* * * * *

Practical Ideas and

Here are a few suggestions relating to the mundane and,
sometimes, difficult aspects of homemaking:

  • Make sure that children are involved in household chores and are part of what you do from their earliest days. A baby sitting on your hip in a sling can ‘help’ you tidy and clean. Sing and jiggle whilst doing the dishes with your baby in a backpack.
  • Arrange your housework so that your little children can join in. Instead of Circle Time rhymes and movement games which mime work, sing and chant rhymes as you do real work together around the house. 
  • If everyone does chores because everyone is part of the family, this engenders a more helpful and participatory attitude toward housework than star charts and other external rewards. We all do our bit because that’s what we do when we’re part of a family. 
  • Housework and caring for the home are not something to ‘get through with’ so that the ‘real work of school’ can take place. Learning to be part of the family, to have responsibilities, to care for a home, are as important as academic work. Indeed, especially for under-7s, the purposeful tasks of homemaking should be a large part of the child’s day.
  • Get organized and focused! What needs to be done every day? What need to be done on a weekly basis? How much time is wasted looking for things because you haven’t yet ‘found a home’ for the paper, matches, laundry powder, light bulbs, shoe polish and other things that disappear amidst the chaos? 
  • Try to stay focused on the job at hand instead of thinking about the next thing you need to do. Certainly this can be challenging in a house full of children, but it could help you -and therefore them – to stay calm and in the present. 
  • Although to-do lists can be helpful, it might be better to think of housework as process, not as a series of goals. One needs lists to organize one’s day and schedule but there is a danger in the kind of attitude which could view housework as a series of checks on a to-do list: housework is never done. If, instead, an attitude of caring for a home is fostered, then one wouldn’t feel defeated and disappointed when that floor is muddy 10 minutes after it’s been washed.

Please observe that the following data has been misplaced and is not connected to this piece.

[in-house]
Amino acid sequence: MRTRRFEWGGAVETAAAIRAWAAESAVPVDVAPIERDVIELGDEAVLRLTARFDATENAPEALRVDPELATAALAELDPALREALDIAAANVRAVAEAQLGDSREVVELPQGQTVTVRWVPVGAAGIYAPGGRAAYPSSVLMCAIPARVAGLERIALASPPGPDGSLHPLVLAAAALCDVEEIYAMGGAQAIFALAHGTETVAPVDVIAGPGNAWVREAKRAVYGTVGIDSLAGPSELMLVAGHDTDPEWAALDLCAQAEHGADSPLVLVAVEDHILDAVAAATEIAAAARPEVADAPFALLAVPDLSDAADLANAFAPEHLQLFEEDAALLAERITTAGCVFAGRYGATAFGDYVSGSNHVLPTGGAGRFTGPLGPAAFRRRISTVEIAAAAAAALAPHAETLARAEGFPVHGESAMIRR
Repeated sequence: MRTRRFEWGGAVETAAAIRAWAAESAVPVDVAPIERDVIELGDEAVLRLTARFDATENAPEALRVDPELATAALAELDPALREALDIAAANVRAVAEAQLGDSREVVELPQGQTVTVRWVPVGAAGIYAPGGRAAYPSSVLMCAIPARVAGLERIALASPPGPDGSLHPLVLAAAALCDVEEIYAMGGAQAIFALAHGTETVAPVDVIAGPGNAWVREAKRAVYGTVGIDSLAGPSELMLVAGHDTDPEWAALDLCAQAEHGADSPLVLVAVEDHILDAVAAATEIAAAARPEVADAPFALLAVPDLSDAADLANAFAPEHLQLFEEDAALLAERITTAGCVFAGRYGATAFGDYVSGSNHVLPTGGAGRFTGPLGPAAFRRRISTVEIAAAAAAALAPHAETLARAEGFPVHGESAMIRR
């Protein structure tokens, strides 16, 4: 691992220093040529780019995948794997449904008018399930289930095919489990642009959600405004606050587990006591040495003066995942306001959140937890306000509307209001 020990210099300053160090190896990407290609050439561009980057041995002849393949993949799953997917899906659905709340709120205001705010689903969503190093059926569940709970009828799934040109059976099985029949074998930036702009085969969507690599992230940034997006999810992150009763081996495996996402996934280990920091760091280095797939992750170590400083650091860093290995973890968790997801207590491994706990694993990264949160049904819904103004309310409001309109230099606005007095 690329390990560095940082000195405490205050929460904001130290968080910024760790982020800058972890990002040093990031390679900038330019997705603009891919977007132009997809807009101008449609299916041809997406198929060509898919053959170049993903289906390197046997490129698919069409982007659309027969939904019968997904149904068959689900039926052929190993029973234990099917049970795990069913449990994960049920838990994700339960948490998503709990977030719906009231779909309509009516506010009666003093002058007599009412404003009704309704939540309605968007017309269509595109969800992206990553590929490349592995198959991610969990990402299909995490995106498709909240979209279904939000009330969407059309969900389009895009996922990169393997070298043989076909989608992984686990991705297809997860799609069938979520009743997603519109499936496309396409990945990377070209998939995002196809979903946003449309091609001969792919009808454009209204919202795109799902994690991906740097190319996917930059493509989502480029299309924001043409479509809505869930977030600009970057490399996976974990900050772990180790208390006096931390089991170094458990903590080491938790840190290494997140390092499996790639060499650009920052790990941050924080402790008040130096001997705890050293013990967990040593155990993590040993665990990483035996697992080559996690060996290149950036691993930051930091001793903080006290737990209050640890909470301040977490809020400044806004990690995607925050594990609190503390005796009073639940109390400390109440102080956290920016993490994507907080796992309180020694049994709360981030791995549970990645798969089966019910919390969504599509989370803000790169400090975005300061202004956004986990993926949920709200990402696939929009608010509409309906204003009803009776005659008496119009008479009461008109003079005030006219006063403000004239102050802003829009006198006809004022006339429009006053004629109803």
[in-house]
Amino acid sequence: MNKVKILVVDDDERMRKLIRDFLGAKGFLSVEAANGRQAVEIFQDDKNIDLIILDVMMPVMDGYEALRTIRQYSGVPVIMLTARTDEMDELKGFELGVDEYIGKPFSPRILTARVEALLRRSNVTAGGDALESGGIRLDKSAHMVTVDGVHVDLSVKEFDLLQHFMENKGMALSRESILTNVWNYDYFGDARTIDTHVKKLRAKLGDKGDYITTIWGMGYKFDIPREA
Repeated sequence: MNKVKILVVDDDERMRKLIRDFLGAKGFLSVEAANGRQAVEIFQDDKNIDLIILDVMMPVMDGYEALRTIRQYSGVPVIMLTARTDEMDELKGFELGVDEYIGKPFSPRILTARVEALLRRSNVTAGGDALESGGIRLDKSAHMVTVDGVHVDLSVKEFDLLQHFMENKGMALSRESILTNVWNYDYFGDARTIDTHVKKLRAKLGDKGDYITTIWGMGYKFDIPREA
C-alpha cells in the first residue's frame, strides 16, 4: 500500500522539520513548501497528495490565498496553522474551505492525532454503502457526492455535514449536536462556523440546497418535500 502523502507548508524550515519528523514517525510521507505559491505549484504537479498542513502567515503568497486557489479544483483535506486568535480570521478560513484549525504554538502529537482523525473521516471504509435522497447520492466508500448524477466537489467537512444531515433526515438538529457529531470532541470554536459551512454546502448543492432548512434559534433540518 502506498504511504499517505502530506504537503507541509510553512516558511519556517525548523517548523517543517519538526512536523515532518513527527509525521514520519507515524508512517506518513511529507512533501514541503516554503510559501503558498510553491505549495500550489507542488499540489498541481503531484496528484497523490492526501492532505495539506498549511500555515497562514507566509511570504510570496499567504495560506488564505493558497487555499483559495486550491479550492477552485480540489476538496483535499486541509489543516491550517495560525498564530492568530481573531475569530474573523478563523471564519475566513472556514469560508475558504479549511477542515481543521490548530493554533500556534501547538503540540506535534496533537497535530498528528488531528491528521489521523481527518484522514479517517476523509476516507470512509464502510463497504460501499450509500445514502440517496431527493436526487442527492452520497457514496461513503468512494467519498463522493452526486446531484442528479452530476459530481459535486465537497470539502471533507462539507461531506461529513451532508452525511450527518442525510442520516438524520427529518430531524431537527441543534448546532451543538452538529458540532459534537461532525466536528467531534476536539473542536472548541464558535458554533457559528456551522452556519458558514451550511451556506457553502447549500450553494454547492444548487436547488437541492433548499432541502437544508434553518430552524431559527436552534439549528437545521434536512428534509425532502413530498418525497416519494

A few anthroposophical books to help with homemaking: 

  • The Spiritual Tasks of the Homemaker, Manfred Schmidt-Brabant

A slim little book, steeped in
esoteric anthroposophy but nevertheless surprisingly readable even for those
new to anthroposophy. 

  • Lifeways: Working with Family Questions, (ed) Davy and Voors

Absolutely my favorite source of
comfort and inspiration when I was just beginning my life as a homemaker and

  • Clear the Clutter: Make Space for Your Life, Inge van de Ploeg

A practical hands-on guide to
ordering one’s home or workspace as well as help in gaining insight into why
one gets buried in clutter. Highly recommended by Nancy Parsons of Bob and
Nancy’s books. 

And, of course… your own attitude which you bring to
your daily household tasks, your own insights and reflection – what you DO in
your home – are all far more important than reading about it!

Posted on July 13, 2005 in Family Life and Parenting